"I know no safe depository of the ultimate powers of the society but the people themselves; and if we think them not enlightened enough to exercise their control with a wholesome discretion, the remedy is not to take it from them, but to inform their discretion by education. This is the true corrective of abuses of constitutional power." - Thomas Jefferson 1820

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Monday, February 28, 2011

Are Vouchers for Parochial Schools an Example of Social Justice for Parents?

Is parental choice in schools a social justice issue? A lecture for parents of students attending private schools using taxpayer dollars is being held at a St. Louis area Catholic high school:

2011 Hesburgh Lecture

When: Saturday April 2, 2011 @ 7:30 PM
Where: Kevin Kline Theatre at Saint Louis Priory

Parental Choice: An Issue of Social Justice

Patricia O’Hara ’74 J.D., Professor of Law

Catholic primary and secondary schools today face daunting challenges in the wake of demographic shifts, the changing role of faith in the lives of American families and the fundamental alternations in the way in which Catholic schools are staffed and financed.
As bishops make painful choices with respect to schools in their dioceses, the stakes could not be higher for sustaining a transformative system of education for the next generation. One piece of the puzzle in creating a new paradigm for Catholic schools in the 21st century is the possibility of public support for private and religious schools that provide a public service to society. Can a case be made, as a matter of social justice, that parents who choose Catholic schools for their children should enjoy some semblance of the public economic support enjoyed by those who choose public schools?

Is public support of parochial school a social justice idea or more a belief parents should be able to decide how their tax dollars are being spent in choosing the appropriate education for their child with minimal governmental control and mandates? Here are some questions for the bishops: if the Catholic schools accept government funding, are they under government mandates in regard to standards, assessments and personal data reporting? Could the government prevent the teachings of the Catholic Church and other religious teaching in the classroom since there would government involvement? Is "social justice" worth handing over the autonomy of a parochial school's delivery of education for government funding?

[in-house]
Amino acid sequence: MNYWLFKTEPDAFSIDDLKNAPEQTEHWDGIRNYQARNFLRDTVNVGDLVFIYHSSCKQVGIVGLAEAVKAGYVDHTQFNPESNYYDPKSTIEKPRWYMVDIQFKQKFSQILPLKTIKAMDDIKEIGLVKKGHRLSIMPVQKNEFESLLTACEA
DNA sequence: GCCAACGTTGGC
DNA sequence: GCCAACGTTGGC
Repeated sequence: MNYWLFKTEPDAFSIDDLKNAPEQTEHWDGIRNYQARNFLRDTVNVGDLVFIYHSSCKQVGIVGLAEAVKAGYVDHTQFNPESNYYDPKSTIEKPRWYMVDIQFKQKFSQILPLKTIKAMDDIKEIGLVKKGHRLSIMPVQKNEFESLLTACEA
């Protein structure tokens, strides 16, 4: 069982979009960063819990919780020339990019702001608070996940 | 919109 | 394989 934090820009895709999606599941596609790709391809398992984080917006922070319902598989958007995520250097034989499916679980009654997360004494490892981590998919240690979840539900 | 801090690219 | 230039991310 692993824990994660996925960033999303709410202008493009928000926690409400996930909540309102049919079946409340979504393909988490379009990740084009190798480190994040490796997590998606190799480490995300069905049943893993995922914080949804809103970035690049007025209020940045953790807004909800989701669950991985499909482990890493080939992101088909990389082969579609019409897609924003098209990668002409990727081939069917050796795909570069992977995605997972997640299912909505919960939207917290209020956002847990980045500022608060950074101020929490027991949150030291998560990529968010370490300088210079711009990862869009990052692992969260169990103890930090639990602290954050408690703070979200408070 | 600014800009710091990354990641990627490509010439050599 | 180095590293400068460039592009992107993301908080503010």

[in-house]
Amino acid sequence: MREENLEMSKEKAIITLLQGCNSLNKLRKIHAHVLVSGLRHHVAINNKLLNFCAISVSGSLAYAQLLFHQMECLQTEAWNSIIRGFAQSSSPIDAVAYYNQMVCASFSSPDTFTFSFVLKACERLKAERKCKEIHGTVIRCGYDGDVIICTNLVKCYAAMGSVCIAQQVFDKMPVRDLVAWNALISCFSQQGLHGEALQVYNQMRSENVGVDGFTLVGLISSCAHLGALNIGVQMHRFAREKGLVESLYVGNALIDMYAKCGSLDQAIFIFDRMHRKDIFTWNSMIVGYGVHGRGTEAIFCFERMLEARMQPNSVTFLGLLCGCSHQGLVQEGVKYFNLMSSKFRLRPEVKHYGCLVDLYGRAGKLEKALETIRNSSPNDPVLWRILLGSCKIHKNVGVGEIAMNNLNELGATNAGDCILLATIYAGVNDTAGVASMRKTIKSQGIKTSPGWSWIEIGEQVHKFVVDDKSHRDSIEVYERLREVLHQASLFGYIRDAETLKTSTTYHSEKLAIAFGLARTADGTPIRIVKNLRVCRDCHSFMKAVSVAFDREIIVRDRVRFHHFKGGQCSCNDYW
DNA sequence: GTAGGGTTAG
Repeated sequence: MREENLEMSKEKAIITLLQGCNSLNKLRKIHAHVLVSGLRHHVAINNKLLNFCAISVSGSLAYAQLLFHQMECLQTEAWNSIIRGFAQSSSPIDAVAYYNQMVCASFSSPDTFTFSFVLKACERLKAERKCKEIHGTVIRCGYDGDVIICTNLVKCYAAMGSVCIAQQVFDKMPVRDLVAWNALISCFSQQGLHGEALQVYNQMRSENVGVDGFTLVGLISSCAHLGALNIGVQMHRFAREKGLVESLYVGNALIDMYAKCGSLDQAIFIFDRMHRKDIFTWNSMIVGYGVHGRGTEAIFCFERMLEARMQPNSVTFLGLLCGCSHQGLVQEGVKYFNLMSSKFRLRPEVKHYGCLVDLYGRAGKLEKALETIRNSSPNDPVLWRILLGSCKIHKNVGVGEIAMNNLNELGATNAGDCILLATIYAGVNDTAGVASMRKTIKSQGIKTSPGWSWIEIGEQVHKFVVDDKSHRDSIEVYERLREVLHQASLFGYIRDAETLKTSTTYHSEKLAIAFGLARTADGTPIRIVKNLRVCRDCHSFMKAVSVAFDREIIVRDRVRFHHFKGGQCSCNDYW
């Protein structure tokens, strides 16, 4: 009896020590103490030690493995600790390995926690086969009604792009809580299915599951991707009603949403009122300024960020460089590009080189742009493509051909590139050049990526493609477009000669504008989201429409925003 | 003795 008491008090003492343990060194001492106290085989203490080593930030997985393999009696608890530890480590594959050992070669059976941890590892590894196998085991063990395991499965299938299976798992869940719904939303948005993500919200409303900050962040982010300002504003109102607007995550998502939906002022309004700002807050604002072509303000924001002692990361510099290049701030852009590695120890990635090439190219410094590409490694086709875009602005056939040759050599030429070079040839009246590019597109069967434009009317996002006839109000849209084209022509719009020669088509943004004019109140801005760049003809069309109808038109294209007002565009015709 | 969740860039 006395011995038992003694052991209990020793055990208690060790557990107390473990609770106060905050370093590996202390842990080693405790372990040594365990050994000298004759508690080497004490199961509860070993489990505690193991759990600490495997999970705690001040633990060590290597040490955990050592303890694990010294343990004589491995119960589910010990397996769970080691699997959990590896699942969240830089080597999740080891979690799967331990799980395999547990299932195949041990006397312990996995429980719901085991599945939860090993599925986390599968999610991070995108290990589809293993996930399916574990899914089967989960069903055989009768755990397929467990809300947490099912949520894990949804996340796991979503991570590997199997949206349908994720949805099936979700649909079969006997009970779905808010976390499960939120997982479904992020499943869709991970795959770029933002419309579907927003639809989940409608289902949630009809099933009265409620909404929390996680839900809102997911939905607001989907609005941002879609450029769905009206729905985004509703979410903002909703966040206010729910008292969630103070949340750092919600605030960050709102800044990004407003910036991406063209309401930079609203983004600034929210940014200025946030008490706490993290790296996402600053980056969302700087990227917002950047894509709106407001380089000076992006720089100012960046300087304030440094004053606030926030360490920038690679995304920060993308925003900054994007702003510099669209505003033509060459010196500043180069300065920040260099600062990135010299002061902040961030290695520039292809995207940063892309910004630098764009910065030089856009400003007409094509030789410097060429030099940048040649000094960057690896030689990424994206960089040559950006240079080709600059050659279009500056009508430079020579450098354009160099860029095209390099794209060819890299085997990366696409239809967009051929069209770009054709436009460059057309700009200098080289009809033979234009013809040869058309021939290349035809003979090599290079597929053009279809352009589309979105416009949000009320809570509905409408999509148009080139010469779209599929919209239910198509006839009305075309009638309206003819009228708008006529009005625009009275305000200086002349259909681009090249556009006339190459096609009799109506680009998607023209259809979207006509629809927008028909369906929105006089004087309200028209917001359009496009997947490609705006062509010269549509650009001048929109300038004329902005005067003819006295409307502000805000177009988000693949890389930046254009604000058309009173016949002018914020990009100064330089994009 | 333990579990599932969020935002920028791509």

Whose idea of "social justice" will the Church be following with the acceptance of government funding? The Church's or the government's? Does the Church face the danger of becoming a Church based on secularization vs staying a Church based on faith if it enjoys some semblance of the public economic support enjoyed by those who choose public schools?


  1. I believe vouchers to any school should be issued to parents, certainly in failing school districts, as long as the vouchers do not exceed the cost charged/allocated on a per student basis in the highest rate district in the state.

    It is a proven point that students who attend non public schools have scored better on tests, the education costs are lower than comparable public schools, and the matriculation rate to high school and beyond is higher. This has been proven time and again in private and parochial schools located in the same neighborhoods as failing public schools, and the student population was drawn from those same failing public schools.

  2. Anonymous,

    Thanks for your comments and I believe vouchers have had some successes. The question is:

    "Does the Church face the danger of becoming a Church based on secularization vs staying a Church based on faith if it enjoys some semblance of the public economic support enjoyed by those who choose public schools"?

    Does the Church wish to give up autonomy in teaching WHAT it wants to teach and HOW it teaches for federal money and the strings attached? If it wants to accept vouchers, fine. But it needs to understand the excellent instruction it provides will be compromised in some ways. Is it worth the tradeoff?

  3. I have a friend that teaches reading at three parochial schools. She is a Title One teacher. The schools where she teaches had to provided a classroom that did NOT have a cross or crucifix. From what I understand of the Title One program - it is federally funded (through school district grants), has something to do with the number of students receiving free lunches and MUST comply with federal guidelines. She says that she is required to TEST more than INSTRUCT and that drives her crazy! She is an excellent reading teacher that loves to see children succeed.

    I wish that we would end up with a voucher system that included religious schools (no strings attached) - but, I don't think that it will work out that way. I have always believed that a voucher system was the way to improve education, but we will need to look out for those unintended consequences.

    Also, please read the article (to the right) entitled - VOUCHER PROGRAM GIVING CONTROL BACK TO PARENTS. Please contact the reprsentatives that are co-sponsoring HJR10 with your input and concerns. We assume that our politicians have all the info to make the best decisions but, citizen input, questions and concerns is what is needed to get it done the right way! "Attached strings" may be something that they have not have focused on - that seems to be going around a lot lately.


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